In the March 26 New York Times, columnist David Brooks raises this question. The context is the financial market meltdown. Brooks writes, “Economists and financiers spent decades building ever more sophisticated models to anticipate market behavior, yet these models did not predict the financial crisis as it approached. In fact, cutting-edge financial models contributed to it by getting behavior so wrong — helping to wipe out $50 trillion in global wealth and causing untold human suffering.”
Unfortunately, Mr. Brooks has misinterpreted the role of models in the crisis. Way back in 1971 when I built my first econometric model one basic fact was drummed into my skull: don’t extrapolate outside the range of the historical data used to build the model.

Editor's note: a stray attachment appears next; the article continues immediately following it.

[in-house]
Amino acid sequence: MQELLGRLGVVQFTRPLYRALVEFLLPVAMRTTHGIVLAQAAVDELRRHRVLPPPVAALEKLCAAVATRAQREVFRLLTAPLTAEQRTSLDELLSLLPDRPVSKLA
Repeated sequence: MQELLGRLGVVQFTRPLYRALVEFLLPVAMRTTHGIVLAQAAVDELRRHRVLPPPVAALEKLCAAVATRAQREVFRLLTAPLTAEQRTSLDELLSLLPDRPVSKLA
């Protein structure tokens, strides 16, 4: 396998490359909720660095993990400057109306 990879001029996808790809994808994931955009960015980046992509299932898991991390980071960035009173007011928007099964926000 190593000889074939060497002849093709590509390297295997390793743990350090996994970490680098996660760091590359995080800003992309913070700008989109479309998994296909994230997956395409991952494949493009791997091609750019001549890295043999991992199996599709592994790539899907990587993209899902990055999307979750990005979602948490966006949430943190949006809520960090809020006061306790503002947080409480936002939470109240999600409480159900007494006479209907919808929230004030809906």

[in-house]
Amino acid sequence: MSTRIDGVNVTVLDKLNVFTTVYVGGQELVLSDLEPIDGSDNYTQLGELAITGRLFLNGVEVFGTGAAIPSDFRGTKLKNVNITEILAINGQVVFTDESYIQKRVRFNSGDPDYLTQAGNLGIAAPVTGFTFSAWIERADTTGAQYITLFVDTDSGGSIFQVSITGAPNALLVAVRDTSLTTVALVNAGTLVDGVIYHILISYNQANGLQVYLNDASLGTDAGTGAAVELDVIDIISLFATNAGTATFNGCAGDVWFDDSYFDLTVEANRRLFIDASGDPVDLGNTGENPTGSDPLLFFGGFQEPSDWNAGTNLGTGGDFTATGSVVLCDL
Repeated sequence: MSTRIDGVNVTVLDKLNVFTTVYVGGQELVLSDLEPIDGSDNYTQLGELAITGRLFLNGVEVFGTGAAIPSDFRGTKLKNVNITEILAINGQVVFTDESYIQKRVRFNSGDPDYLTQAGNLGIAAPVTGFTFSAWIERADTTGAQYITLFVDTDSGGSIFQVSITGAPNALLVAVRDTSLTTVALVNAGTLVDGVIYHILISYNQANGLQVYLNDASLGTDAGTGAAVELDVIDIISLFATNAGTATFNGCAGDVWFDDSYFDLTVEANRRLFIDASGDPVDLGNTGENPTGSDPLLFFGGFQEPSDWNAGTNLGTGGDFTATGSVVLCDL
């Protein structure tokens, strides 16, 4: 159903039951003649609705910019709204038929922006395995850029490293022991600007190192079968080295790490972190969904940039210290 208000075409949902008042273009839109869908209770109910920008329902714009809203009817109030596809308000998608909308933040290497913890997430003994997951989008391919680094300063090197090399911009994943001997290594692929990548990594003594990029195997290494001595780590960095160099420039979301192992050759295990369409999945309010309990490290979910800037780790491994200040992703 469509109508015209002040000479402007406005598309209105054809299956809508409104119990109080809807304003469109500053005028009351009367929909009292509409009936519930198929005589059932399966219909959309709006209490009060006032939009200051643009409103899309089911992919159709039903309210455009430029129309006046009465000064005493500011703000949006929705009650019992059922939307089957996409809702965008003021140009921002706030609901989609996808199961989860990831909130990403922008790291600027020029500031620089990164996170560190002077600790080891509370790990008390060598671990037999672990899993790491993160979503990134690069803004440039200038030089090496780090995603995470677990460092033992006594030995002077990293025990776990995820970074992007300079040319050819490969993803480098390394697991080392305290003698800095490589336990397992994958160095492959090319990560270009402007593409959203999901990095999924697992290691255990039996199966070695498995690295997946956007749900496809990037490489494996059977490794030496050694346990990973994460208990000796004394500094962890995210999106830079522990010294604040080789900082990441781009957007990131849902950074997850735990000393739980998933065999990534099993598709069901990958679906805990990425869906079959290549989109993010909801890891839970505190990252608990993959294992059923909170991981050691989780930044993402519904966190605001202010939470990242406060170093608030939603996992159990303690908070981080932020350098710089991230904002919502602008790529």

That’s exactly where economists went wrong. There was no — zero — historical data on subprime mortgages, collateralized debt obligations, and the host of other derivatives built around the subprime market. Yet economists extrapolated existing data from reasonable quality mortgages into the subprime arena. Big mistake.
The fault, dear reader, is not the models. It’s their abuse by people who knew the results they wanted and used the models to justify those results.